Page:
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Bullying/Cyberbulling: Find Articles

All-in-One Search

 

 Databases | Classic Catalog | Remote Access | Help                                

 

 Databases | Classic Catalog | Remote Access | Help                                

 

 Databases | Classic Catalog | Remote Access | Help                                

 

 Databases | Classic Catalog | Remote Access | Help                                

Finding Articles - The Basics

If you're new to searching, or just want to do a quick search for information on a topic, try using our " All-in-One" search option located under our on our homepage. 

Boolean searches allow you to combine words and phrases using Boolean operators (AND, OR, and NOT) to limit, widen, or define your search.

 

Starting Point for Research

Click on the related topics around Bullying for more related information.

Databases

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Basic Search Tips

Unlike Google, library databases can't understand an entire sentence. So you'll need to break your topic down into the most important ideas - the KEYWORDS.

The keywords you use can have a profound impact on the results of your research. Using the “right” words will speed up the research process, while the “wrong” words can bring to it to a halt.

Example Topic: Women in the Military

Keywords: women and military;   military and minorities and women;  

Most words have synonyms that mean the same, or very similar, things. For each keyword in your topic, try to come up with at least one synonym. Not all keywords will have synonyms, but many do!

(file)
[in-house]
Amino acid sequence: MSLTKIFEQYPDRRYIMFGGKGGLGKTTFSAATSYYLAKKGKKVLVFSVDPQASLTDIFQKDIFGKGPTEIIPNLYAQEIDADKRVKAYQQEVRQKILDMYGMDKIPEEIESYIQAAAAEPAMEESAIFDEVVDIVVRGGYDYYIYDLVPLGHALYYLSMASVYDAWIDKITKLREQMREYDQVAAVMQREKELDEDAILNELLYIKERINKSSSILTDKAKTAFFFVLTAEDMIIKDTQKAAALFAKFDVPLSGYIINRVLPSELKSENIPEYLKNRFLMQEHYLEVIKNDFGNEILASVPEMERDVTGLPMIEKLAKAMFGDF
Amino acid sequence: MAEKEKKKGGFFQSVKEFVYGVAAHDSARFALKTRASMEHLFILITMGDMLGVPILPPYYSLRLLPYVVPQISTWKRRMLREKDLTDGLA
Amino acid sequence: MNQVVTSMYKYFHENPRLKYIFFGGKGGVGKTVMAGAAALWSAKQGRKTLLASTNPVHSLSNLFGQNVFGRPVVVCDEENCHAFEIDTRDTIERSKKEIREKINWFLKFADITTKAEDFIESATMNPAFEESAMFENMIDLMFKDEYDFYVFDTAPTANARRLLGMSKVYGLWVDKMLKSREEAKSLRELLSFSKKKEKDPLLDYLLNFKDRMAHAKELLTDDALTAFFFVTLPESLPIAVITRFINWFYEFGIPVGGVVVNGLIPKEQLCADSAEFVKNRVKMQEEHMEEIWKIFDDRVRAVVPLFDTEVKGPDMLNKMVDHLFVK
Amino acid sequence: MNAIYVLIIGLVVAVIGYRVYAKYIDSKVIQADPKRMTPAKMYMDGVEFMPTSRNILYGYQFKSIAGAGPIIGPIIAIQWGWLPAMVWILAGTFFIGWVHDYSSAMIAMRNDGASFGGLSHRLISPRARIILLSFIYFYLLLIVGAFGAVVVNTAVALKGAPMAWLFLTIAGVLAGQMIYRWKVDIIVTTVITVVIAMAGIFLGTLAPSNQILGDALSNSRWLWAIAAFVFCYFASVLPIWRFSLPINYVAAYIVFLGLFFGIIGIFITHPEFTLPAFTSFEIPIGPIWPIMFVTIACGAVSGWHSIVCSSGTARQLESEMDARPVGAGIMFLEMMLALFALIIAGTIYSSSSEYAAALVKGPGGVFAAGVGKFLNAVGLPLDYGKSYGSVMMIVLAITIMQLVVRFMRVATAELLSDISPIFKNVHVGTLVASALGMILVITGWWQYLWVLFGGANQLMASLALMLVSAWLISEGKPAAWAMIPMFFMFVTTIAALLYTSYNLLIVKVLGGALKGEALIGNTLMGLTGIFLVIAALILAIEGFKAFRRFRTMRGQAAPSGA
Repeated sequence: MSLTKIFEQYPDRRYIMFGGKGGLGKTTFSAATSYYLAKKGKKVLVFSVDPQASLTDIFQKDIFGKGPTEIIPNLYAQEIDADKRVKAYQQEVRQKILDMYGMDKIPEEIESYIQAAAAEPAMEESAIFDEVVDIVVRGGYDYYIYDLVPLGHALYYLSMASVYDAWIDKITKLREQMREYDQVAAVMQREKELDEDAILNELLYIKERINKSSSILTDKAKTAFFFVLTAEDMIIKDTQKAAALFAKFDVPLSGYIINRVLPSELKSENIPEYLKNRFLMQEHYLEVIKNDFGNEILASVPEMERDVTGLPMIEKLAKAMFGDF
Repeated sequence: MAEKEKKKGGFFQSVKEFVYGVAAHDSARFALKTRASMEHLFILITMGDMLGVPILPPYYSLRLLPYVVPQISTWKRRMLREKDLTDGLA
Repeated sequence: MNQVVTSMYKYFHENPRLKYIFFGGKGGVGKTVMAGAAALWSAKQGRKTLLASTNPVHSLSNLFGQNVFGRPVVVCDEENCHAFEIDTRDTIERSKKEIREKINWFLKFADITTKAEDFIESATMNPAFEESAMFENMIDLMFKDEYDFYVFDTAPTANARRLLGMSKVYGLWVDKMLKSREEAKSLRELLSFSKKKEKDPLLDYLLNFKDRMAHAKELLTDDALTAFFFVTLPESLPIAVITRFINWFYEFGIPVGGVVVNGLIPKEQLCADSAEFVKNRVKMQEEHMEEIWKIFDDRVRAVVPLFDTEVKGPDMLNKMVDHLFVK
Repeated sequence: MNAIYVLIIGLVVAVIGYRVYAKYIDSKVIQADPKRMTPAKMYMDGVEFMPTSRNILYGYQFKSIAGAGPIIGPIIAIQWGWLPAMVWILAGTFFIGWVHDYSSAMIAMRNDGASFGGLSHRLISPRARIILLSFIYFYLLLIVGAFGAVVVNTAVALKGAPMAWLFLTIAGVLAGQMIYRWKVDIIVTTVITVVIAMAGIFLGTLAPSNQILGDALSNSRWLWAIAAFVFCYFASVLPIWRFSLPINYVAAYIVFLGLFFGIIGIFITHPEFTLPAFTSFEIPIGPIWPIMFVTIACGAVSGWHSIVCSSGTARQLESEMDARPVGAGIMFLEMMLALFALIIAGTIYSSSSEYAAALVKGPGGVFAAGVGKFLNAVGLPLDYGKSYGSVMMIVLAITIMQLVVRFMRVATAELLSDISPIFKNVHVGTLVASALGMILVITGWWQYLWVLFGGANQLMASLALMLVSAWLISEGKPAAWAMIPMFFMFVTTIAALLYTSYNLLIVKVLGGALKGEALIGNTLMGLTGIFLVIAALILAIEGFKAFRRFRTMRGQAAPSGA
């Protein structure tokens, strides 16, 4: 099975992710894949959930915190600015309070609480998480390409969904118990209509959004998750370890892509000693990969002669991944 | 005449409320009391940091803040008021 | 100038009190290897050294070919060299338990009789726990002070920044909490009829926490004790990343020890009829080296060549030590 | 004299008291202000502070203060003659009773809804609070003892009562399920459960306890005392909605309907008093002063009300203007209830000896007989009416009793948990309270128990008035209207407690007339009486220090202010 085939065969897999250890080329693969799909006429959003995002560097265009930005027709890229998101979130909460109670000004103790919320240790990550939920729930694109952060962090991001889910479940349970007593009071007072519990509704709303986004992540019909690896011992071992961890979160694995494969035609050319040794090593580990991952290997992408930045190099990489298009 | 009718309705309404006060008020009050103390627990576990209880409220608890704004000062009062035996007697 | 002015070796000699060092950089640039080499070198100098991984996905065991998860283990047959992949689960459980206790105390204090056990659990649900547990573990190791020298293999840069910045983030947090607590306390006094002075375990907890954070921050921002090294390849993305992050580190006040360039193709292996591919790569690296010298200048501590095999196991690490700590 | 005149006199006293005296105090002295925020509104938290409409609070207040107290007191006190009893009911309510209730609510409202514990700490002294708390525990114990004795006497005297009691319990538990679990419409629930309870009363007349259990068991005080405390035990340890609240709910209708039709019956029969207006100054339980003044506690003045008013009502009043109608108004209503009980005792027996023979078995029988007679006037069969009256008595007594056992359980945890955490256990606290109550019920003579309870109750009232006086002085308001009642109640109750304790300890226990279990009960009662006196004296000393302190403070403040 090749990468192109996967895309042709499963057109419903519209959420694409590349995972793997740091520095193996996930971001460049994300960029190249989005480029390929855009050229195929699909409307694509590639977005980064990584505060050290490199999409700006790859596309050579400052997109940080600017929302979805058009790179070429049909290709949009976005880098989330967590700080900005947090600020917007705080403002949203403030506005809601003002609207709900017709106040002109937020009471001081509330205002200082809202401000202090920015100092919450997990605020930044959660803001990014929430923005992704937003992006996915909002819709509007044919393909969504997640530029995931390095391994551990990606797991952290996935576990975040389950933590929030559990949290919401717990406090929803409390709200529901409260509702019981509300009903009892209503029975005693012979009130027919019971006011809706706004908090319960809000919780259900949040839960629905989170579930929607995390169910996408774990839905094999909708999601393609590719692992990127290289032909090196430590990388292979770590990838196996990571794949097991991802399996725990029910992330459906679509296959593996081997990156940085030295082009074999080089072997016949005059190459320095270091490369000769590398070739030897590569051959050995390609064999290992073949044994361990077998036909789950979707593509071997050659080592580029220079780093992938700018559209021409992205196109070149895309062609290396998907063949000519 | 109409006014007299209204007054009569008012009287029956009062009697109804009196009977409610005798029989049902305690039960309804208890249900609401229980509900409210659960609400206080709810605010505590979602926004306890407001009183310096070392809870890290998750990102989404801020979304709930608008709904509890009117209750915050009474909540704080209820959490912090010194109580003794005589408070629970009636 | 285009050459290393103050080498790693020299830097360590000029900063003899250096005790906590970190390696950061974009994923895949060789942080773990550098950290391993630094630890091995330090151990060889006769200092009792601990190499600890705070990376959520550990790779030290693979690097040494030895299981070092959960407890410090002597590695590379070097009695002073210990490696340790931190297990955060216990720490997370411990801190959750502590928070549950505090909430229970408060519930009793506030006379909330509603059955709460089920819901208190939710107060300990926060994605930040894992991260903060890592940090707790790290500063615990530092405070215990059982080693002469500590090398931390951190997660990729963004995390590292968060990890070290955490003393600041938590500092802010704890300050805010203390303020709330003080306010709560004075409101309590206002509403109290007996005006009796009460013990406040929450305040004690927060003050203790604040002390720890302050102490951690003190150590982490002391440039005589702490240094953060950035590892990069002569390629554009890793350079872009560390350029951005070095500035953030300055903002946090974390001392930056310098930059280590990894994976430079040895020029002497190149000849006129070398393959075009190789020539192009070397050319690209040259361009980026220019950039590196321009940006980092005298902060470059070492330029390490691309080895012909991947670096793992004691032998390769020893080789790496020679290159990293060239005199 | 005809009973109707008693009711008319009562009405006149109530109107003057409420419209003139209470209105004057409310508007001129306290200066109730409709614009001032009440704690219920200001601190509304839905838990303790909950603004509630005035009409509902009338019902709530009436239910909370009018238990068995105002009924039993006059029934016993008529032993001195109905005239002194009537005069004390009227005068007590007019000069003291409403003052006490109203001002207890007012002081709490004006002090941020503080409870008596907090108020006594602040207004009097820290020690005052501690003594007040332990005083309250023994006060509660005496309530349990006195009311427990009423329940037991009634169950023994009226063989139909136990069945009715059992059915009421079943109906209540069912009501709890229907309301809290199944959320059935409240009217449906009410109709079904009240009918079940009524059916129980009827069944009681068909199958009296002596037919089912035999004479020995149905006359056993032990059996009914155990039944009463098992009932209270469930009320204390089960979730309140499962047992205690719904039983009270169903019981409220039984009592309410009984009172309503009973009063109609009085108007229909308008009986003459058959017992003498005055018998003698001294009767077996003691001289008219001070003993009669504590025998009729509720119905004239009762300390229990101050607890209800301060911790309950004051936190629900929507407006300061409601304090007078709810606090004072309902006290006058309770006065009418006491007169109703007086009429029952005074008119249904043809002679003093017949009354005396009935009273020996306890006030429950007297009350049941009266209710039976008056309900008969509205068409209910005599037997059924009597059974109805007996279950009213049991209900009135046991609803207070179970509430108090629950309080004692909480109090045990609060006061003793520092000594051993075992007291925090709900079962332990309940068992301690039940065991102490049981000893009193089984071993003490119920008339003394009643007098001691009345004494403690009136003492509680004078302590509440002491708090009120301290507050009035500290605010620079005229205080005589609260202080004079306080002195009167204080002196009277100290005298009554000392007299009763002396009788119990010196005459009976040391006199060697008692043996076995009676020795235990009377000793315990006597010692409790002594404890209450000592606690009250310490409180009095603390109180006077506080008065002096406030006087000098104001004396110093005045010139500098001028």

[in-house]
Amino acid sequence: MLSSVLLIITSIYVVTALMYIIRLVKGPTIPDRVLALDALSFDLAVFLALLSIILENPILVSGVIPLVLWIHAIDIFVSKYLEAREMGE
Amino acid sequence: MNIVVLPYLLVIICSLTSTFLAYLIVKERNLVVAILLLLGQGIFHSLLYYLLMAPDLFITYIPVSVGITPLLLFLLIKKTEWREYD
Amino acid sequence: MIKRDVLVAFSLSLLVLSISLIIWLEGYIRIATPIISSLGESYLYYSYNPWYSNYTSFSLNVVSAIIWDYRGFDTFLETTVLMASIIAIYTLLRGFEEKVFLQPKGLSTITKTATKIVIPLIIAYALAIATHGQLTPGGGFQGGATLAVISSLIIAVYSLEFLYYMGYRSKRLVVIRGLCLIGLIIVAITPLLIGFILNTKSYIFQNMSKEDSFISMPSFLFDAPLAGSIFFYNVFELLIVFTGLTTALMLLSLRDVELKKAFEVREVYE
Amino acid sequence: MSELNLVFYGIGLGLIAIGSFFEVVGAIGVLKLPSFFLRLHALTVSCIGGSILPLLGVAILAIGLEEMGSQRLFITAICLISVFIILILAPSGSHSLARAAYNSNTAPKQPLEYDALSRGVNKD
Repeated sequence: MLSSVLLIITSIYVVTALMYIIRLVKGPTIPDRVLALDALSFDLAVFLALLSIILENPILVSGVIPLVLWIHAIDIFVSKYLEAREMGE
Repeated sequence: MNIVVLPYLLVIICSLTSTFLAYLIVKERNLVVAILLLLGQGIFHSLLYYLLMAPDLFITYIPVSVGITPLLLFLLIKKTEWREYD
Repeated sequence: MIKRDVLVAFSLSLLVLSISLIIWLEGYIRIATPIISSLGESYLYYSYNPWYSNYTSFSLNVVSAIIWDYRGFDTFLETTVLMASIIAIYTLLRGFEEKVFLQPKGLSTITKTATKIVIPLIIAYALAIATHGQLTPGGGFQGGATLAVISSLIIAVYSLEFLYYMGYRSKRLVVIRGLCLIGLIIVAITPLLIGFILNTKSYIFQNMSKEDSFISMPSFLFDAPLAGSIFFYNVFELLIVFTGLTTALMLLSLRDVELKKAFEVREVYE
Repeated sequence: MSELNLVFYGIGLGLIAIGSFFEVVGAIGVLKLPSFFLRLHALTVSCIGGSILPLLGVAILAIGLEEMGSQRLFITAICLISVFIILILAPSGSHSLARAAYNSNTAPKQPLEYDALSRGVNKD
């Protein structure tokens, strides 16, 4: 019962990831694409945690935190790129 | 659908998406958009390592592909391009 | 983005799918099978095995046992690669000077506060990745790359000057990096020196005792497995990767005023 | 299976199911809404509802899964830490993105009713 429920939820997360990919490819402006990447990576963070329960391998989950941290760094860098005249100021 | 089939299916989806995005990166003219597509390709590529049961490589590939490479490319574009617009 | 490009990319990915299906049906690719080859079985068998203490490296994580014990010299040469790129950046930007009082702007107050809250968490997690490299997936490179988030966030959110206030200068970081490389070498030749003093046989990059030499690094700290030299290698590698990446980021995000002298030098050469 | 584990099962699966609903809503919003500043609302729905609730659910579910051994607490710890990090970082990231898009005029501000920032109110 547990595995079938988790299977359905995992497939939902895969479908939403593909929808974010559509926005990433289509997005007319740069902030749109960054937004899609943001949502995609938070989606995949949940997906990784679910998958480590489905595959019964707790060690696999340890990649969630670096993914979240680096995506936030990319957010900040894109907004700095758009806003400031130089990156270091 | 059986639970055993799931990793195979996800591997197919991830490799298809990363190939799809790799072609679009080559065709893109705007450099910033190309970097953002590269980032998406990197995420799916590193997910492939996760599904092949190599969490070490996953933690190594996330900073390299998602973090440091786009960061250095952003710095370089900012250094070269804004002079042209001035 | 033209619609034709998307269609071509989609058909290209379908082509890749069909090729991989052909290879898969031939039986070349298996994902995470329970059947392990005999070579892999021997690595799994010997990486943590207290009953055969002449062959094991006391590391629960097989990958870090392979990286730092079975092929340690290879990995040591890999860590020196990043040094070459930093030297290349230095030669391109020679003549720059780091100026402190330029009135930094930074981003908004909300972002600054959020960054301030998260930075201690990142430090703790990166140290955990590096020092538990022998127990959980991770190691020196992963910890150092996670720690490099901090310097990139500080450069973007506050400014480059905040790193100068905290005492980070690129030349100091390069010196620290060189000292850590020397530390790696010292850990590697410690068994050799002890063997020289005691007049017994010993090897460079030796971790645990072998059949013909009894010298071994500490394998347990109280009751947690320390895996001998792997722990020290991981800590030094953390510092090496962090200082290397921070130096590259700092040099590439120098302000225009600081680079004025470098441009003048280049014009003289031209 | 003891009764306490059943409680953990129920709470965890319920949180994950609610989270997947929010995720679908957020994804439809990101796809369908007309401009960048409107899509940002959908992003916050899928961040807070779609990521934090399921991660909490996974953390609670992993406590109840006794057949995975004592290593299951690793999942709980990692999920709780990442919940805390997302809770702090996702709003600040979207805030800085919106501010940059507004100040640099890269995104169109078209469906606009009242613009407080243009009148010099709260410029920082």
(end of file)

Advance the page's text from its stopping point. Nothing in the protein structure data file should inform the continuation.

Example:

Keyword:                                                                 Synonym:  

Online dictionaries and thesauruses are very helpful for finding synonyms that you may not come up with yourself.

Most library databases have search tools built in. Try some of these: 
  • Subject: Think of subjects as official hashtags. Use them to find sources about that subject.
  • Date Range: Limit your search to sources published between specific years.
  • ‚ÄčPeer Reviewed: Limit your search to scholarly journal articles.
  • Full Text: Make sure all of the results are available to read in full.

You can evaluate any source using the 5 W's:

  • Who: ...wrote it? Are they an expert?
  • What: ...is the purpose of this resource?
  • Where: ...was this information published? ...does the information come from?
  • When: ...was this published or last updated?
  • Why: ...is this resource useful? ...is this resource better than other ones?

Too many results try 

Using the operator AND to find only sources that mention both keywords.

Example: 

This search will bring back fewer results than searching either keyword on its own.

 

Too few results

 

Use the “QUOTES” strategy to search for several words in a phrase, a specific person, and events.

" Construction Safety"

This will bring back results that only use that exact phrase                     

Reference Librarian

Lori Anderson's picture
Lori Anderson
Contact:
Building 1000, Third floor
1531 Trinity Church Rd.
Concord, NC 28027

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